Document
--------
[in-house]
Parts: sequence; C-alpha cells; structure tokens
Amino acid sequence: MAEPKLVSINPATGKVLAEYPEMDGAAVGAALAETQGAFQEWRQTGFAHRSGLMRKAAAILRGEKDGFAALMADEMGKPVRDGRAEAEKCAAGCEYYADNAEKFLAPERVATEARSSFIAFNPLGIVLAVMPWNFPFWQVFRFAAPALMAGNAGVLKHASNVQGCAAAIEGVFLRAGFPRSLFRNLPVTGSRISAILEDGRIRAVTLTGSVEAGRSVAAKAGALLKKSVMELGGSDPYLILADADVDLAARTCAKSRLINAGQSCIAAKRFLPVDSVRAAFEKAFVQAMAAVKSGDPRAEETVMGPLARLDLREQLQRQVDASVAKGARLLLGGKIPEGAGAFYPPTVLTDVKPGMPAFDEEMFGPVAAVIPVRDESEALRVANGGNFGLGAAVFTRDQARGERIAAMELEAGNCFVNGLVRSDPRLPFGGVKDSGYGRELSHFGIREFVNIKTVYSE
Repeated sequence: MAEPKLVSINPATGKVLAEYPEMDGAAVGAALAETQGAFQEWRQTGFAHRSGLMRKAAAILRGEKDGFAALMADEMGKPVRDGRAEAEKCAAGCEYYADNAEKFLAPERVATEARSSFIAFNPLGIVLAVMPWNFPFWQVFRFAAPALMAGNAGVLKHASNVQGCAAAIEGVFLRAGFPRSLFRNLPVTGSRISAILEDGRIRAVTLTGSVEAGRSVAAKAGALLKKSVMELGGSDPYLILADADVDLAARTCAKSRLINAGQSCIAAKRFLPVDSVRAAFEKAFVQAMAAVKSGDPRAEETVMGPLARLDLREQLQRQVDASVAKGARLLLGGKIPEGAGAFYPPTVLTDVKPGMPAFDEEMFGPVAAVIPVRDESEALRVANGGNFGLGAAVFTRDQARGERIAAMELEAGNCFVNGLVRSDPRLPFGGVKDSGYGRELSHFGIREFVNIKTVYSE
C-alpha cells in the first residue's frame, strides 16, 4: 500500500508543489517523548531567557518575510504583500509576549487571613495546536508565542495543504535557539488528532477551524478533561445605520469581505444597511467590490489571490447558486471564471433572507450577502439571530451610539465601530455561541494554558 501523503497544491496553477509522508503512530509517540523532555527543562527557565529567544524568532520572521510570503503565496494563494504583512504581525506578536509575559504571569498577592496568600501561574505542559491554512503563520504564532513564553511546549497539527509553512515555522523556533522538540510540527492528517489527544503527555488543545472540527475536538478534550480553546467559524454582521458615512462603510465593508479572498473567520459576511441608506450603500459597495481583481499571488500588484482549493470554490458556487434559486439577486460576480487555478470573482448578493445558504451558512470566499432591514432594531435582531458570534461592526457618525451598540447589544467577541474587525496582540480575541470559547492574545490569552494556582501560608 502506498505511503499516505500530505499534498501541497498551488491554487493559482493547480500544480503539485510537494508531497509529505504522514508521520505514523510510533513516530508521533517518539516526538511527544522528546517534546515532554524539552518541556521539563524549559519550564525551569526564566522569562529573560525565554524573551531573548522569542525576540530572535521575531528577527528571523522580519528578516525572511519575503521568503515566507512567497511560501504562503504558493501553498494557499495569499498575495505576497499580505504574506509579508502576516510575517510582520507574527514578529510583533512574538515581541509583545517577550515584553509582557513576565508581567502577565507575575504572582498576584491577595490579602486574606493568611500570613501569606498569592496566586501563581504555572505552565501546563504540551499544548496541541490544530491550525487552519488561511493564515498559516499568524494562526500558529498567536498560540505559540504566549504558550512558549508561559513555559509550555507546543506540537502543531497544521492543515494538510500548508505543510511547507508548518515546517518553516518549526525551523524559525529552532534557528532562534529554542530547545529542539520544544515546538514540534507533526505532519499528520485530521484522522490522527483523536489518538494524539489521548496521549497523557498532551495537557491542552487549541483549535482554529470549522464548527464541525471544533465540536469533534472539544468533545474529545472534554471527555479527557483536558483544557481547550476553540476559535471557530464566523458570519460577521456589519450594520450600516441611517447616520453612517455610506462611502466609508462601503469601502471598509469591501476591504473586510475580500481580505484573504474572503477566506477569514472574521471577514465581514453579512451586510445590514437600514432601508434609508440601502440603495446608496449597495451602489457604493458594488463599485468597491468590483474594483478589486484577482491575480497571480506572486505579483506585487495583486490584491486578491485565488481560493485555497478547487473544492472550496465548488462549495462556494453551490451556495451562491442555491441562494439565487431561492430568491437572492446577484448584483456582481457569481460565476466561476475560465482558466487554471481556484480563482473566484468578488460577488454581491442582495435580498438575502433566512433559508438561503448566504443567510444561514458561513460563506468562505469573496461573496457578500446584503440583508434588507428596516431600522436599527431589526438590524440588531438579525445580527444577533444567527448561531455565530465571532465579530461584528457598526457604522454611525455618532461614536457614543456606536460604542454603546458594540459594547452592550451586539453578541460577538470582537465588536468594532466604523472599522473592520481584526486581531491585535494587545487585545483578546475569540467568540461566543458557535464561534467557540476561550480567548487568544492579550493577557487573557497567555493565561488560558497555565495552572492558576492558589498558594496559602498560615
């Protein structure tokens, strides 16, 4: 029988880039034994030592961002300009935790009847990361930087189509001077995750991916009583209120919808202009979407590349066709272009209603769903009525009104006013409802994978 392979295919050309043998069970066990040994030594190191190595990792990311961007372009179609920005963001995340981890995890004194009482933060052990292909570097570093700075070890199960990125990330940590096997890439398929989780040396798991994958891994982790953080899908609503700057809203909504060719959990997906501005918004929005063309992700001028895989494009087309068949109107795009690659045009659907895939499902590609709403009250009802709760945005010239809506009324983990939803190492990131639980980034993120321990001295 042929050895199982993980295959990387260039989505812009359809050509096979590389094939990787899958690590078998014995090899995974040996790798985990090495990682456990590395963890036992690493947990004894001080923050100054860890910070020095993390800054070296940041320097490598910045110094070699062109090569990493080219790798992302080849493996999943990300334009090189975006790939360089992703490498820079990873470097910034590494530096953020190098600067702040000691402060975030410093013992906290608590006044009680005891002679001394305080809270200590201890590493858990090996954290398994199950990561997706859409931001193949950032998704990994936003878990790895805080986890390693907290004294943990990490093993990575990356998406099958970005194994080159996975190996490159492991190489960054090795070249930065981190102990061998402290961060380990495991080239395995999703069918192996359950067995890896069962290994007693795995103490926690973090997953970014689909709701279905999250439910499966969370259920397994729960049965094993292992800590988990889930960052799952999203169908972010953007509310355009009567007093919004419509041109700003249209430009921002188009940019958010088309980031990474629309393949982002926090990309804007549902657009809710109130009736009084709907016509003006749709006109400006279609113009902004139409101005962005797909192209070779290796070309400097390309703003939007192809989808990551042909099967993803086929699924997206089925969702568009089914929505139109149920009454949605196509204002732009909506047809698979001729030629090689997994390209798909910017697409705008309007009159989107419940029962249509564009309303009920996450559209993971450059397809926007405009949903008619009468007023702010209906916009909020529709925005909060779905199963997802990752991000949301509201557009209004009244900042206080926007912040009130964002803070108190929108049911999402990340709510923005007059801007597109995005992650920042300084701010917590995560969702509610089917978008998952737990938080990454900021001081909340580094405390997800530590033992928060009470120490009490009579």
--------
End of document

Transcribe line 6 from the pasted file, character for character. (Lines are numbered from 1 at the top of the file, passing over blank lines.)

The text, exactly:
């Protein structure tokens, strides 16, 4: 029988880039034994030592961002300009935790009847990361930087189509001077995750991916009583209120919808202009979407590349066709272009209603769903009525009104006013409802994978 392979295919050309043998069970066990040994030594190191190595990792990311961007372009179609920005963001995340981890995890004194009482933060052990292909570097570093700075070890199960990125990330940590096997890439398929989780040396798991994958891994982790953080899908609503700057809203909504060719959990997906501005918004929005063309992700001028895989494009087309068949109107795009690659045009659907895939499902590609709403009250009802709760945005010239809506009324983990939803190492990131639980980034993120321990001295 042929050895199982993980295959990387260039989505812009359809050509096979590389094939990787899958690590078998014995090899995974040996790798985990090495990682456990590395963890036992690493947990004894001080923050100054860890910070020095993390800054070296940041320097490598910045110094070699062109090569990493080219790798992302080849493996999943990300334009090189975006790939360089992703490498820079990873470097910034590494530096953020190098600067702040000691402060975030410093013992906290608590006044009680005891002679001394305080809270200590201890590493858990090996954290398994199950990561997706859409931001193949950032998704990994936003878990790895805080986890390693907290004294943990990490093993990575990356998406099958970005194994080159996975190996490159492991190489960054090795070249930065981190102990061998402290961060380990495991080239395995999703069918192996359950067995890896069962290994007693795995103490926690973090997953970014689909709701279905999250439910499966969370259920397994729960049965094993292992800590988990889930960052799952999203169908972010953007509310355009009567007093919004419509041109700003249209430009921002188009940019958010088309980031990474629309393949982002926090990309804007549902657009809710109130009736009084709907016509003006749709006109400006279609113009902004139409101005962005797909192209070779290796070309400097390309703003939007192809989808990551042909099967993803086929699924997206089925969702568009089914929505139109149920009454949605196509204002732009909506047809698979001729030629090689997994390209798909910017697409705008309007009159989107419940029962249509564009309303009920996450559209993971450059397809926007405009949903008619009468007023702010209906916009909020529709925005909060779905199963997802990752991000949301509201557009209004009244900042206080926007912040009130964002803070108190929108049911999402990340709510923005007059801007597109995005992650920042300084701010917590995560969702509610089917978008998952737990938080990454900021001081909340580094405390997800530590033992928060009470120490009490009579």